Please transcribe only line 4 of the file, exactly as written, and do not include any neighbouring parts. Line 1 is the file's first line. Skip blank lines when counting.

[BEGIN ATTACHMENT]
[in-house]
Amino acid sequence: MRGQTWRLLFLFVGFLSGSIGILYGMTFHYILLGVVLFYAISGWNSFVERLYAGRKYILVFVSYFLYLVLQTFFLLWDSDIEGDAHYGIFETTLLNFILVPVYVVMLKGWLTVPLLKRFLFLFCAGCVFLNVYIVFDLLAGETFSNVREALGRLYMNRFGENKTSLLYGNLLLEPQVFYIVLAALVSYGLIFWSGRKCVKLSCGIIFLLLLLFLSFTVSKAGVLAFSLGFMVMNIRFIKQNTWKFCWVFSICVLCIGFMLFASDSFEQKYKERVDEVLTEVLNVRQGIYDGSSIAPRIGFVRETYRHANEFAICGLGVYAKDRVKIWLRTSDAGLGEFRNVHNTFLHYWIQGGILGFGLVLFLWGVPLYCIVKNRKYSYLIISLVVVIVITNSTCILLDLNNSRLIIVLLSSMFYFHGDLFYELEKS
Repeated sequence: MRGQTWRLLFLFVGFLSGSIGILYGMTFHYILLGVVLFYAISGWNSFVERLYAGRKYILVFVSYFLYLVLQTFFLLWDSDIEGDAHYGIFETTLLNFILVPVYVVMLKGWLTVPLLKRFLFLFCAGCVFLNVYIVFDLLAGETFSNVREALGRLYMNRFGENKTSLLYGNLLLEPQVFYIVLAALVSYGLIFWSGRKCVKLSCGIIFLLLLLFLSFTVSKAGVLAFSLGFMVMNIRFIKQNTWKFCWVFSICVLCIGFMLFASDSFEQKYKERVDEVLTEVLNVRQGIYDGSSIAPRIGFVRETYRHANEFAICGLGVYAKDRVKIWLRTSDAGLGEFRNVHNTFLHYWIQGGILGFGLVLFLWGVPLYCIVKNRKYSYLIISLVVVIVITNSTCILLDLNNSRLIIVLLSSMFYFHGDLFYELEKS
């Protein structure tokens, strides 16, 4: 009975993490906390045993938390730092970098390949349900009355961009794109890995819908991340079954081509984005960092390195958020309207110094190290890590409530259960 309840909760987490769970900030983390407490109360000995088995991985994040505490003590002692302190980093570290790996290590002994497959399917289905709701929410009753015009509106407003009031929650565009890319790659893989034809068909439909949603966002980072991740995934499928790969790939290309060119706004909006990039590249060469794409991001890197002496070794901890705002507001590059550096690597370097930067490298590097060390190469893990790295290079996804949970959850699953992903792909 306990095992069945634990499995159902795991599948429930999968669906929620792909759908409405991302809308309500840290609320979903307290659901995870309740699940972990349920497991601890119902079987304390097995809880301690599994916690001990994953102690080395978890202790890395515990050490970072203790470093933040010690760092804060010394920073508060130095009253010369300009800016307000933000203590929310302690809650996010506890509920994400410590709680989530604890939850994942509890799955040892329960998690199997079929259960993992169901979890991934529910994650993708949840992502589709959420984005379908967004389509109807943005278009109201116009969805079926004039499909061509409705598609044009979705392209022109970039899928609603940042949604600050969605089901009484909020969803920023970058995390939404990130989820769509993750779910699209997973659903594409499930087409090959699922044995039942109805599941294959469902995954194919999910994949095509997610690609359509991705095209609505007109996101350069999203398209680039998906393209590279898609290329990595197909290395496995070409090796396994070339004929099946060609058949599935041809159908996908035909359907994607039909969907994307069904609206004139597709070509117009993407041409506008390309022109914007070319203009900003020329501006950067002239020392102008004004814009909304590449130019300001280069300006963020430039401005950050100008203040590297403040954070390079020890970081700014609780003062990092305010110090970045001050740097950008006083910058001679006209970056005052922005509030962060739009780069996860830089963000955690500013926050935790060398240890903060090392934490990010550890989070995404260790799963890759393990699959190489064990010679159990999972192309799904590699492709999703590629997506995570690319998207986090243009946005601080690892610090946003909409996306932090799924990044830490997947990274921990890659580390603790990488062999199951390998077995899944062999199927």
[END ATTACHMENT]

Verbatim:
């Protein structure tokens, strides 16, 4: 009975993490906390045993938390730092970098390949349900009355961009794109890995819908991340079954081509984005960092390195958020309207110094190290890590409530259960 309840909760987490769970900030983390407490109360000995088995991985994040505490003590002692302190980093570290790996290590002994497959399917289905709701929410009753015009509106407003009031929650565009890319790659893989034809068909439909949603966002980072991740995934499928790969790939290309060119706004909006990039590249060469794409991001890197002496070794901890705002507001590059550096690597370097930067490298590097060390190469893990790295290079996804949970959850699953992903792909 306990095992069945634990499995159902795991599948429930999968669906929620792909759908409405991302809308309500840290609320979903307290659901995870309740699940972990349920497991601890119902079987304390097995809880301690599994916690001990994953102690080395978890202790890395515990050490970072203790470093933040010690760092804060010394920073508060130095009253010369300009800016307000933000203590929310302690809650996010506890509920994400410590709680989530604890939850994942509890799955040892329960998690199997079929259960993992169901979890991934529910994650993708949840992502589709959420984005379908967004389509109807943005278009109201116009969805079926004039499909061509409705598609044009979705392209022109970039899928609603940042949604600050969605089901009484909020969803920023970058995390939404990130989820769509993750779910699209997973659903594409499930087409090959699922044995039942109805599941294959469902995954194919999910994949095509997610690609359509991705095209609505007109996101350069999203398209680039998906393209590279898609290329990595197909290395496995070409090796396994070339004929099946060609058949599935041809159908996908035909359907994607039909969907994307069904609206004139597709070509117009993407041409506008390309022109914007070319203009900003020329501006950067002239020392102008004004814009909304590449130019300001280069300006963020430039401005950050100008203040590297403040954070390079020890970081700014609780003062990092305010110090970045001050740097950008006083910058001679006209970056005052922005509030962060739009780069996860830089963000955690500013926050935790060398240890903060090392934490990010550890989070995404260790799963890759393990699959190489064990010679159990999972192309799904590699492709999703590629997506995570690319998207986090243009946005601080690892610090946003909409996306932090799924990044830490997947990274921990890659580390603790990488062999199951390998077995899944062999199927």